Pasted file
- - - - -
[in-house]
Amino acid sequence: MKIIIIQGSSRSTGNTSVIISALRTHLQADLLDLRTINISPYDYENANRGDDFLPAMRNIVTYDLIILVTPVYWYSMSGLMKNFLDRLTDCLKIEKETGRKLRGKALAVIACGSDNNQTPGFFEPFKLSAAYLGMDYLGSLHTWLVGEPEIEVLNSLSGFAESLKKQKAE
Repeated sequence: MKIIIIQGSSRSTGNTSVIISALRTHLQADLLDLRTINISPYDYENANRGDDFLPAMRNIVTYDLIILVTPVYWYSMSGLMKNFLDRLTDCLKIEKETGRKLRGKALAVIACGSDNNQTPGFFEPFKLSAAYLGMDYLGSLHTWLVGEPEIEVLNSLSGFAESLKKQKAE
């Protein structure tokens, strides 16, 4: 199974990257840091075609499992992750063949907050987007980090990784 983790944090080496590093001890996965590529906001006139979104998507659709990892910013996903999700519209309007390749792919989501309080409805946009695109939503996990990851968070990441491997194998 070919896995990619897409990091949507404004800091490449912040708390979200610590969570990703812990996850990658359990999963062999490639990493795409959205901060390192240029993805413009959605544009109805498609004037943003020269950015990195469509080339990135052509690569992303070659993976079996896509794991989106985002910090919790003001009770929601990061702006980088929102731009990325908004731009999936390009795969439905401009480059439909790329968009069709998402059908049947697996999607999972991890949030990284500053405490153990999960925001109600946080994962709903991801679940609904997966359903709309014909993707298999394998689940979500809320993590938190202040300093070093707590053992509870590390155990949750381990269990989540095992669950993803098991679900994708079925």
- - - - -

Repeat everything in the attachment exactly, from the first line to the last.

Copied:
[in-house]
Amino acid sequence: MKIIIIQGSSRSTGNTSVIISALRTHLQADLLDLRTINISPYDYENANRGDDFLPAMRNIVTYDLIILVTPVYWYSMSGLMKNFLDRLTDCLKIEKETGRKLRGKALAVIACGSDNNQTPGFFEPFKLSAAYLGMDYLGSLHTWLVGEPEIEVLNSLSGFAESLKKQKAE
Repeated sequence: MKIIIIQGSSRSTGNTSVIISALRTHLQADLLDLRTINISPYDYENANRGDDFLPAMRNIVTYDLIILVTPVYWYSMSGLMKNFLDRLTDCLKIEKETGRKLRGKALAVIACGSDNNQTPGFFEPFKLSAAYLGMDYLGSLHTWLVGEPEIEVLNSLSGFAESLKKQKAE
């Protein structure tokens, strides 16, 4: 199974990257840091075609499992992750063949907050987007980090990784 983790944090080496590093001890996965590529906001006139979104998507659709990892910013996903999700519209309007390749792919989501309080409805946009695109939503996990990851968070990441491997194998 070919896995990619897409990091949507404004800091490449912040708390979200610590969570990703812990996850990658359990999963062999490639990493795409959205901060390192240029993805413009959605544009109805498609004037943003020269950015990195469509080339990135052509690569992303070659993976079996896509794991989106985002910090919790003001009770929601990061702006980088929102731009990325908004731009999936390009795969439905401009480059439909790329968009069709998402059908049947697996999607999972991890949030990284500053405490153990999960925001109600946080994962709903991801679940609904997966359903709309014909993707298999394998689940979500809320993590938190202040300093070093707590053992509870590390155990949750381990269990989540095992669950993803098991679900994708079925």